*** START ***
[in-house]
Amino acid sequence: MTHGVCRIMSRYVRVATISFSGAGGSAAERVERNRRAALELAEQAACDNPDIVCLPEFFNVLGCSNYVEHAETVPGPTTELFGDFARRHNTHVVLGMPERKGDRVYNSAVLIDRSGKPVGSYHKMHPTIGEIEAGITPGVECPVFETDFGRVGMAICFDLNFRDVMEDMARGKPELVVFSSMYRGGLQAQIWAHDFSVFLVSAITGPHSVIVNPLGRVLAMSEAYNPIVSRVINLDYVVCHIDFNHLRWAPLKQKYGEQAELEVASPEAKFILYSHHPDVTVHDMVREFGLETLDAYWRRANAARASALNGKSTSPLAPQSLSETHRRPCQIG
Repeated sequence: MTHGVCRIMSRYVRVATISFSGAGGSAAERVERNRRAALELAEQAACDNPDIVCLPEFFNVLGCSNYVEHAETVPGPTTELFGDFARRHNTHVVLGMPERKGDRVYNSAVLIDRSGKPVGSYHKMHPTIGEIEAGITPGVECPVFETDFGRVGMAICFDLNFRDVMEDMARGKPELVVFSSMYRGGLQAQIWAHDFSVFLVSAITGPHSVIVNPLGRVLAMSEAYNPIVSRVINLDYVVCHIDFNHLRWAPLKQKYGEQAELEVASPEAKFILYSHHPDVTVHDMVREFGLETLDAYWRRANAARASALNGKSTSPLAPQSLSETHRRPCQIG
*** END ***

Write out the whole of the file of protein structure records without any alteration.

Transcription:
[in-house]
Amino acid sequence: MTHGVCRIMSRYVRVATISFSGAGGSAAERVERNRRAALELAEQAACDNPDIVCLPEFFNVLGCSNYVEHAETVPGPTTELFGDFARRHNTHVVLGMPERKGDRVYNSAVLIDRSGKPVGSYHKMHPTIGEIEAGITPGVECPVFETDFGRVGMAICFDLNFRDVMEDMARGKPELVVFSSMYRGGLQAQIWAHDFSVFLVSAITGPHSVIVNPLGRVLAMSEAYNPIVSRVINLDYVVCHIDFNHLRWAPLKQKYGEQAELEVASPEAKFILYSHHPDVTVHDMVREFGLETLDAYWRRANAARASALNGKSTSPLAPQSLSETHRRPCQIG
Repeated sequence: MTHGVCRIMSRYVRVATISFSGAGGSAAERVERNRRAALELAEQAACDNPDIVCLPEFFNVLGCSNYVEHAETVPGPTTELFGDFARRHNTHVVLGMPERKGDRVYNSAVLIDRSGKPVGSYHKMHPTIGEIEAGITPGVECPVFETDFGRVGMAICFDLNFRDVMEDMARGKPELVVFSSMYRGGLQAQIWAHDFSVFLVSAITGPHSVIVNPLGRVLAMSEAYNPIVSRVINLDYVVCHIDFNHLRWAPLKQKYGEQAELEVASPEAKFILYSHHPDVTVHDMVREFGLETLDAYWRRANAARASALNGKSTSPLAPQSLSETHRRPCQIG